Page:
PubDate: 2022-06-01
       
  • The Calix Tube and Floral Nectar Tissue in Passiflora L.: What Can they
           Tell us about the Flower Structure Evolution'

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      Abstract: Abstract Reproduction in Passifloraceae Juss. ex Roussel can involve self-compatible and self-incompatible systems, where the participation of biotic pollinators is necessary. The behavior of pollinators can be influenced by chemical and morphological characteristics of flowers, and among the kind rewards offered to pollinators is nectar. This study analyzed the anatomy of the calyx tube and floral nectar of t species of Passiflora L., as it relates to different pollination syndromes. For anatomical studies, analyzes were performed using optical microscopy. The anatomy and morphology of the calyx tube demonstrated that plants with the same pollination syndrome possess similar anatomical and morphological characteristics, and these attributes may are adapted to the biotic pollinators. The ornithophily and chiropterophily probably evolved from melittophylous flowers in passionflowers, being more diversified in the subgenus Passiflora. Histological analysis identified the location of secretory tissue, such as the exudation of nectar by stomata, papillae or by the epidermis itself. A reprodução em Passifloraceae Juss. O ex Roussel envolve sistemas auto-compatíveis ou auto-incompatíveis, onde a participação de polinizadores bióticos é necessária. O comportamento dos polinizadores pode ser influenciado pelas características químicas e morfológicas das flores, e entre as recompensas oferecidas está o néctar. O objetivo deste estudo foi analisar a anatomia do tubo de cálice e néctar floral de espécies de Passiflora L., com diferentes síndromes de polinização. Para os estudos anatômicos foi realizado análise em microscopia ótica. A anatomia e morfologia do tubo cálice demonstraram que plantas com a mesma síndrome de polinização possuem características anatômicas e morfológicas semelhantes, atributos que podem ser adaptados aos polinizadores bióticos. Provavelmente a ornitofilia e quiropterofilia evoluíram de flores melitófilas, sendo mais diversificadas no subgênero Passiflora. A análise histológica identificou a localização do tecido secretor, com exsudação do néctar pelos estômatos, papilas ou pela própria epiderme.
      PubDate: 2022-06-01
       
  • Distribution and Morphological Diversity of Palaeocarpinus (Betulaceae)
           from the Paleogene of the Northern Hemisphere

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      Abstract: Abstract The extinct betulaceous genus Palaeocarpinus accommodates fossils with a mixture of characters shared by fruits of the extant genera Carpinus and Corylus. Originally described from the Paleocene of southeastern England, the genus has since been recognized in other parts of Europe, North America and Asia, and into the Eocene. Currently, descriptions exist for ten named Palaeocarpinus species. Here we present a comparative review of all known Palaeocarpinus species to evaluate morphology and diversity. We recognize a broader North American range for the Paleocene species P. joffrensis, and establish three new species, including two from the Paleocene of Wyoming, P. pterabaratra and P. pteravestigia, and one from the Eocene of Oregon, P. parva. We also update nomenclature for the species previously recognized from the Paleocene of France. Lastly, we discuss the morphological diversity and characteristics of bracts within Palaeocarpinus, and compare the involucres and nuts to those of extant Carpinus and Corylus to, and consider the evolutionary implications.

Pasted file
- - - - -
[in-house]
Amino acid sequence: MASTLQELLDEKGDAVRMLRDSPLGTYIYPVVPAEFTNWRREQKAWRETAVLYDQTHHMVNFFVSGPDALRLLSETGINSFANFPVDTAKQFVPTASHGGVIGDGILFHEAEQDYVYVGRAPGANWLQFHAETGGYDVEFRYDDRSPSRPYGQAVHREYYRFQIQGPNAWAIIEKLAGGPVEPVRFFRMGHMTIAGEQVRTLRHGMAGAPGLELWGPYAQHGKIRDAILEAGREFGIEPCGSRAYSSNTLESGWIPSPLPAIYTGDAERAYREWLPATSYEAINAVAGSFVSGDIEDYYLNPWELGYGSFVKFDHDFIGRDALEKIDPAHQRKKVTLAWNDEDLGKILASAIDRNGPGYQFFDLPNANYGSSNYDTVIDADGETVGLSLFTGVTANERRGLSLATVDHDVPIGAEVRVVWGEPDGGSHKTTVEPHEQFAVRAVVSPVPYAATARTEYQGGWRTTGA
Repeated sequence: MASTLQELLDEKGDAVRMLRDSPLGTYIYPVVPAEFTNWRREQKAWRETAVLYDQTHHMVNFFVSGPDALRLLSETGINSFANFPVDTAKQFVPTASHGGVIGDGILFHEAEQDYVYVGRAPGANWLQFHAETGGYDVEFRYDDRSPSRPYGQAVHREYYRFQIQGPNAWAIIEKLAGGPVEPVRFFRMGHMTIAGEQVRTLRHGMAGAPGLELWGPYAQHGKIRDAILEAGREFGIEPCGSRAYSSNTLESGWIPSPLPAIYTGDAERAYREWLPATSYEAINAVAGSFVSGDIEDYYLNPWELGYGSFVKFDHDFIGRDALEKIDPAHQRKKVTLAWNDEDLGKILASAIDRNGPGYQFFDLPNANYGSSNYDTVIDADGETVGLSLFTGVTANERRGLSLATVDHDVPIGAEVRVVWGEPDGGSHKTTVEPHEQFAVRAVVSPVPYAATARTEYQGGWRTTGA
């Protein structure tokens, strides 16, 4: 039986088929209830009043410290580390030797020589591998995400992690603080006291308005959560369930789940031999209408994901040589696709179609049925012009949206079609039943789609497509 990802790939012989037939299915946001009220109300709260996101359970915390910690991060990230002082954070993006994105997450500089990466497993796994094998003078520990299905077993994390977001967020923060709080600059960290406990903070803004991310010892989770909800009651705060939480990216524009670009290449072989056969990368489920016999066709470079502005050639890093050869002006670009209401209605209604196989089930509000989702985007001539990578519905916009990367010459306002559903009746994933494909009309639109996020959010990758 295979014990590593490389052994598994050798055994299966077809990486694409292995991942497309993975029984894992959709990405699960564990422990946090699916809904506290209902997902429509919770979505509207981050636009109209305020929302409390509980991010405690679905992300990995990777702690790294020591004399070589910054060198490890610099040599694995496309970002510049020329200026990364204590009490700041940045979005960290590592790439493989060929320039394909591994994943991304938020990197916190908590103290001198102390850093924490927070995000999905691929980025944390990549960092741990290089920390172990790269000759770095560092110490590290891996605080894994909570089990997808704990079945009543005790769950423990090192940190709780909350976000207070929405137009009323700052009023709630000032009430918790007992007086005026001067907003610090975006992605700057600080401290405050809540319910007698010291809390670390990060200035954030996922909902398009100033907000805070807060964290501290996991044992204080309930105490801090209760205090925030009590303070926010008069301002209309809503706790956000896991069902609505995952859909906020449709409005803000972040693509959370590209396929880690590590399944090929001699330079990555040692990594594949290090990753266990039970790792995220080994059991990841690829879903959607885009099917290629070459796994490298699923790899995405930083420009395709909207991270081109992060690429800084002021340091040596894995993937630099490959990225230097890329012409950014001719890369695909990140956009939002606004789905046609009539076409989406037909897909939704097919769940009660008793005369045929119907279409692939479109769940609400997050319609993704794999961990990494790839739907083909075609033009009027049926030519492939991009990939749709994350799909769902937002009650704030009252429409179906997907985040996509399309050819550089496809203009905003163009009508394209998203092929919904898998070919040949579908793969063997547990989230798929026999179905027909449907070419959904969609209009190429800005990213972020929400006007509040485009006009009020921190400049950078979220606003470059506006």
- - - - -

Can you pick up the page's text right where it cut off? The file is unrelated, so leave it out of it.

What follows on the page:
PubDate: 2022-06-01
       
  • Characteristics of the Adaptations of Epilithic Mosses to High-Calcium
           Habitats in the Karst Region of Southwest China

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      Abstract: Abstract A high calcium level is an important ecological factor in karst regions. Studying the adaptation mechanism of karst plants to high-calcium environments can provide a theoretical support for revealing biodiversity maintenance mechanisms and for the comprehensive management of rocky desertification. Based on a field investigation, 59 common epilithic moss species were selected for the determination of the calcium content of the plants and soils. By chemical measurement and biostatistical analysing the calcium contents in the soil and epilithic mosses. It was found that the average calcium content of the epilithic mosses was 19.03 mg/g and the average calcium content of the soil was 14.41 ± 8.41 g/kg. The effect of soil calcium content on plant calcium content is not significant, indicating that soil is not the main source of calcium in mosses. There were significant differences in the calcium contents of different families and genus. The average calcium content of Pottiaceae was highest in different regions and habitats than that of other families, and the average calcium content of Brachytheciaceae was loweret. Based on the relationship between the calcium content in epilithic mosses and soil to classify the adaptation methods of the epilithic mosses to the high-calcium environment in karst. The strategies of epilithic mosses adapting to high-calcium environment can be categorised into 3 types: 1) Random, in which the calcium content in plants varies widely with the change in the soil calcium content, which does not significantly affect the growth of the plant; 2) High-calcium, in which the calcium content in the plant remains high at different soil calcium levels; and 3) Low-calcium, in which the calcium content in the plant remains low at different soil calcium levels.